“The Bitcoin network can be estimated to consume at least 2.55 gigawatts of electricity currently, and potentially 7.67 gigawatts in the future, making it comparable with countries such as Ireland (3.1 gigawatts) and Austria (8.2 gigawatts),” de Vries concludes.
Instead of looking at hashrate, which is a measure of the computational resources of the network, to estimate electricity consumption, he extrapolates from the marginal cost of mining (average price x number of minted coins) while allowing for the fixed costs of equipment.
Vries assumes that miners, acting as rational economic agents, will tend to exit and enter mining activity in response to fluctuations in marginal costs.
Blockchain ETF launch and China ranks Ethereum No. 1
Bitcoin believer Brain Kelly, founder and chief executive of BKCM a crypto-centric investment company, launched an exchange traded fund (ETF) this week. The actively managed fund is blockchain-focused and is a partnership with REX Shares. The REX BKCM ETF trades on the NYSE Acra exchange and has a 0.88% total expense ratio.
Kelly said of the Wednesday launch: “I get asked all the time on how to invest in blockchain technology without dealing with storage, the fears of hacking, hedge funds, etc. My hope is the BKC ETF can provide this desired equity allocation to institutions and individuals alike.”
China’s ministry of information technology has created a crypto index listing 28 coins, and released its rating for each constituent a couple of days ago.
Bitcoin was rated at 13th in the index, which has produced similar criticisms to when the US ratings agency Weiss gave it a B- rating, with supporters saying not enough credit is given for the longevity (and hence security) of the bitcoin chain and superior adoption rate.
HTC blockchain phone, eToro to launch full-blown crypto exchange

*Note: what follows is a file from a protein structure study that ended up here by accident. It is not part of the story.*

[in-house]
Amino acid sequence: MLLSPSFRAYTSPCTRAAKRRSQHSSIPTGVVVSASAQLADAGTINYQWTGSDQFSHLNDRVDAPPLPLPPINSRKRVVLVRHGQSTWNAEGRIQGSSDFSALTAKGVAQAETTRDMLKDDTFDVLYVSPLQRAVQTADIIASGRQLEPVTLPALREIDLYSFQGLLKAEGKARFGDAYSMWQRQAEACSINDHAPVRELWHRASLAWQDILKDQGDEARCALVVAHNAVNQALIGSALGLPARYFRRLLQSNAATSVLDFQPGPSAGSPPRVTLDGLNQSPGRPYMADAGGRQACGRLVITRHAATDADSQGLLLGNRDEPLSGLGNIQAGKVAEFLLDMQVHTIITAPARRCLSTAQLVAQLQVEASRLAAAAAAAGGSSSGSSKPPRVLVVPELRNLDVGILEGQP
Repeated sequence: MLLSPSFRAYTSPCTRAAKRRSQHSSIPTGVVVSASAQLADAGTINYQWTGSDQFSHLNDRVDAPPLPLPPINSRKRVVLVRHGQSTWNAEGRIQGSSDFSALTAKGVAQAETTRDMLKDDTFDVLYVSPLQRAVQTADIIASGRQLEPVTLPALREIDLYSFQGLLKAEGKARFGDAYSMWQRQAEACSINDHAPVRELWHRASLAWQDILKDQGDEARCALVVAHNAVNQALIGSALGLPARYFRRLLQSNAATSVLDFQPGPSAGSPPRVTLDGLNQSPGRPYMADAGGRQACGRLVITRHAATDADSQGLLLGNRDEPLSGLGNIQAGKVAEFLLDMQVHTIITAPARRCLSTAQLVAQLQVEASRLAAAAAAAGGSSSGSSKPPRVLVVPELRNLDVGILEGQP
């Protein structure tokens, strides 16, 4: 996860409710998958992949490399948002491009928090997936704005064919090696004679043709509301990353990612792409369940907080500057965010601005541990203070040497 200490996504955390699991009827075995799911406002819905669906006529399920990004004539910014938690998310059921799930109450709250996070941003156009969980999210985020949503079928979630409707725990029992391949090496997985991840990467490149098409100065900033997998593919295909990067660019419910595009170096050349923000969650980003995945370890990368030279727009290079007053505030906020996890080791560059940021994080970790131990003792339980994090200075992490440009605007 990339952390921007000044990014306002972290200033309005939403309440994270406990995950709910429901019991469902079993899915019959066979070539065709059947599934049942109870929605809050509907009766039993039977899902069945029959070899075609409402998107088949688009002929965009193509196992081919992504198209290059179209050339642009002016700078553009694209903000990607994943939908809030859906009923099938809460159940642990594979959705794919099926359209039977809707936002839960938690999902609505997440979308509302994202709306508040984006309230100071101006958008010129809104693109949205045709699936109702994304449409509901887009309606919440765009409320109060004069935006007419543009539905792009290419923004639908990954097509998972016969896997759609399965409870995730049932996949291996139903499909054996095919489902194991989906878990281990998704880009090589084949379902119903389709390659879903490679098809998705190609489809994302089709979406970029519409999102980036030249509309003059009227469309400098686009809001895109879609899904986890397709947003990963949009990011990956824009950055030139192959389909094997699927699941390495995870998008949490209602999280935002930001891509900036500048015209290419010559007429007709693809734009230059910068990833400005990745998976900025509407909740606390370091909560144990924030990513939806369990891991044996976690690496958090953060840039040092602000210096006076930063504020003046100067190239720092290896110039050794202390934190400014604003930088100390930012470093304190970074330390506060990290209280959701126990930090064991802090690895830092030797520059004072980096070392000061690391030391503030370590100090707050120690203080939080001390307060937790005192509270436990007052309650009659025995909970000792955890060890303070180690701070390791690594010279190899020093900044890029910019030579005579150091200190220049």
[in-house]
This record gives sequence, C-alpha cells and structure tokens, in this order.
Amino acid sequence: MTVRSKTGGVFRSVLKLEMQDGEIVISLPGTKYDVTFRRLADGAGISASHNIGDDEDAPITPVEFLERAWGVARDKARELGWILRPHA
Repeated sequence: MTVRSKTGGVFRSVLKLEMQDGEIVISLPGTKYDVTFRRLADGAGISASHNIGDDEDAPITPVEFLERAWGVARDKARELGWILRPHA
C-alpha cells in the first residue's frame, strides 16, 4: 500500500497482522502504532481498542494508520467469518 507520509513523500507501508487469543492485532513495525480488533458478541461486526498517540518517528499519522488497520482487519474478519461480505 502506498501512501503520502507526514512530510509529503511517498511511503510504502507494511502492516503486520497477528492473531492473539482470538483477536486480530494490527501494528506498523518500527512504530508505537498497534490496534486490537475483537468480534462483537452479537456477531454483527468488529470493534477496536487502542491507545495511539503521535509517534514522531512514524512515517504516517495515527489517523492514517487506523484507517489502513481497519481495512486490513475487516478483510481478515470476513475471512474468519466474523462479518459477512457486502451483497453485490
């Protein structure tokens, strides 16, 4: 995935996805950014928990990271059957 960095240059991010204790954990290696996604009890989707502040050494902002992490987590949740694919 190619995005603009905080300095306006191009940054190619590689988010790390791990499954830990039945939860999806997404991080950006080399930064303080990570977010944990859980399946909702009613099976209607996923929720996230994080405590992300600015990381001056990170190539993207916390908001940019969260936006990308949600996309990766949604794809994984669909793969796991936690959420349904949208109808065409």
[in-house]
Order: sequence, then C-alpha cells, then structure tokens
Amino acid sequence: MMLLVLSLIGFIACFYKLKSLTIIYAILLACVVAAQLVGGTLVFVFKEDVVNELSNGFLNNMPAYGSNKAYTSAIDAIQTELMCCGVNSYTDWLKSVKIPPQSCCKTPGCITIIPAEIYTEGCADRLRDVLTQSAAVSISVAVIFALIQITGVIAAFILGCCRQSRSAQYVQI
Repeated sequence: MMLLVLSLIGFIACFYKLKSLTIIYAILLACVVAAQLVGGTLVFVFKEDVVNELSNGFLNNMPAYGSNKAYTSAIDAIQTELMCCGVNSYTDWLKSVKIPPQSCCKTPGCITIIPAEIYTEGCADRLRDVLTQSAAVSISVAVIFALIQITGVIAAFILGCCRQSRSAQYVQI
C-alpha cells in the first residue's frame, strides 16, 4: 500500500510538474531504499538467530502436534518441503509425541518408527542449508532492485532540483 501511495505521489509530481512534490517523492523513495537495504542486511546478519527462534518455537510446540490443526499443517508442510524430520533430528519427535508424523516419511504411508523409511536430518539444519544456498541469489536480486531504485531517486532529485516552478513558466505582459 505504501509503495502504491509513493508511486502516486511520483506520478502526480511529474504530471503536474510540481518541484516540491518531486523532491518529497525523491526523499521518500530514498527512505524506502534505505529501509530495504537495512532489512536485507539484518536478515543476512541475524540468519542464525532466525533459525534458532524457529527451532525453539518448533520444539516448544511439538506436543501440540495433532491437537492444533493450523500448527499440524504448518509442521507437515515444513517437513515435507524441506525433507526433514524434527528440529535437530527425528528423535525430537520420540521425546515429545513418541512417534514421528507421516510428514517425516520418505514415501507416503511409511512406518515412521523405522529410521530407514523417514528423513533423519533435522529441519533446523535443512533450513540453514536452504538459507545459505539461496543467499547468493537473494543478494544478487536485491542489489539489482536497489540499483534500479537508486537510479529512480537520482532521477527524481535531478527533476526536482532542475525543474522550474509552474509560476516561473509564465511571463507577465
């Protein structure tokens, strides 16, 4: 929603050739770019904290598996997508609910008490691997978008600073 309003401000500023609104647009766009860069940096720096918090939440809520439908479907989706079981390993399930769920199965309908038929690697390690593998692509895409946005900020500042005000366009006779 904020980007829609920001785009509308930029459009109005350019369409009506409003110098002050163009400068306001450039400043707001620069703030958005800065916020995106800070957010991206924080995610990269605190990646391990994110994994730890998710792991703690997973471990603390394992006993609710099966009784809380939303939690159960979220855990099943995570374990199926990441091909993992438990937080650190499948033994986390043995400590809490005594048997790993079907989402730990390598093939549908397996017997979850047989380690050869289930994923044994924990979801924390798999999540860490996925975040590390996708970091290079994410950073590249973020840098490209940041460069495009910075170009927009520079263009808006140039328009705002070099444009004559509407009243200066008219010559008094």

HTC is the latest Chinese phone maker to announce plans for a blockchain phone, following news that Huawei was already in the throes of making one.
Other industry news sees the global social trading platform eToro announce plans to enter the US market and to build a crypto exchange with accompanying crypto wallet.
Up until now eToro exposure to crypto has been provided chiefly through contracts for difference products, but new rules in the European Union are making CFD dealing more expensive to provide and there has also been a clampdown on the level of margin that clients can use when trading the products.
In another indication that the crypto marketplace is slowly maturing and institutional interest increasing, Thomson Reuters launched real-time price feeds for six crypto and the CME futures exchange has released a reference rate and real-time prices for Ether, the native token of the Ethereum network.
The CME started trading bitcoin futures in December last year and the ether developments may signal an intention to launch an ether futures product.
There has been speculation since the launch of bitcoin futures on both the CME and CBOE, that they may have played a role in making it easier to short bitcoin and hence dampen the price, although the trading volumes are relatively low which throws some doubt on that line of argument.